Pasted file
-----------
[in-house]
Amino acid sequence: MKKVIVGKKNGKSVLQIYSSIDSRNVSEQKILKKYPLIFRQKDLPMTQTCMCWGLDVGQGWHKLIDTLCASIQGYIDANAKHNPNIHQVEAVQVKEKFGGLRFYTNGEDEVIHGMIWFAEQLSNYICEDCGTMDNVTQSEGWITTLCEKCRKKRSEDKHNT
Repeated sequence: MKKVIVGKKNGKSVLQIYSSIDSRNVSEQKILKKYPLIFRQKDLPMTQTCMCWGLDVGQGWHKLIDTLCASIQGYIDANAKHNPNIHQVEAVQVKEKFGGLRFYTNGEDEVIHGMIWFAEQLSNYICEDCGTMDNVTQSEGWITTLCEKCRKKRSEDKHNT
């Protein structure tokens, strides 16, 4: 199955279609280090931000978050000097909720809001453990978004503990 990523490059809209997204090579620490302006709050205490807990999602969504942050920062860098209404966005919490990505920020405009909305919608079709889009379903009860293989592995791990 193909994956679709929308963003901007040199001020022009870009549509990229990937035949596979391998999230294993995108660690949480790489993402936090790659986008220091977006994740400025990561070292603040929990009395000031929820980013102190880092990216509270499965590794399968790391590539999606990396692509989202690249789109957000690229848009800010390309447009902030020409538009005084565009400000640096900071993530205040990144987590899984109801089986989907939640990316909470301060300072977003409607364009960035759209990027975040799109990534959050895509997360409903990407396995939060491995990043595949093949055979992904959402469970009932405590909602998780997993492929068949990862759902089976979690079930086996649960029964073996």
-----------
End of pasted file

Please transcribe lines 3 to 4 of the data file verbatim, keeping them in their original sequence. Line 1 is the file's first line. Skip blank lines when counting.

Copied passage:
Repeated sequence: MKKVIVGKKNGKSVLQIYSSIDSRNVSEQKILKKYPLIFRQKDLPMTQTCMCWGLDVGQGWHKLIDTLCASIQGYIDANAKHNPNIHQVEAVQVKEKFGGLRFYTNGEDEVIHGMIWFAEQLSNYICEDCGTMDNVTQSEGWITTLCEKCRKKRSEDKHNT
């Protein structure tokens, strides 16, 4: 199955279609280090931000978050000097909720809001453990978004503990 990523490059809209997204090579620490302006709050205490807990999602969504942050920062860098209404966005919490990505920020405009909305919608079709889009379903009860293989592995791990 193909994956679709929308963003901007040199001020022009870009549509990229990937035949596979391998999230294993995108660690949480790489993402936090790659986008220091977006994740400025990561070292603040929990009395000031929820980013102190880092990216509270499965590794399968790391590539999606990396692509989202690249789109957000690229848009800010390309447009902030020409538009005084565009400000640096900071993530205040990144987590899984109801089986989907939640990316909470301060300072977003409607364009960035759209990027975040799109990534959050895509997360409903990407396995939060491995990043595949093949055979992904959402469970009932405590909602998780997993492929068949990862759902089976979690079930086996649960029964073996």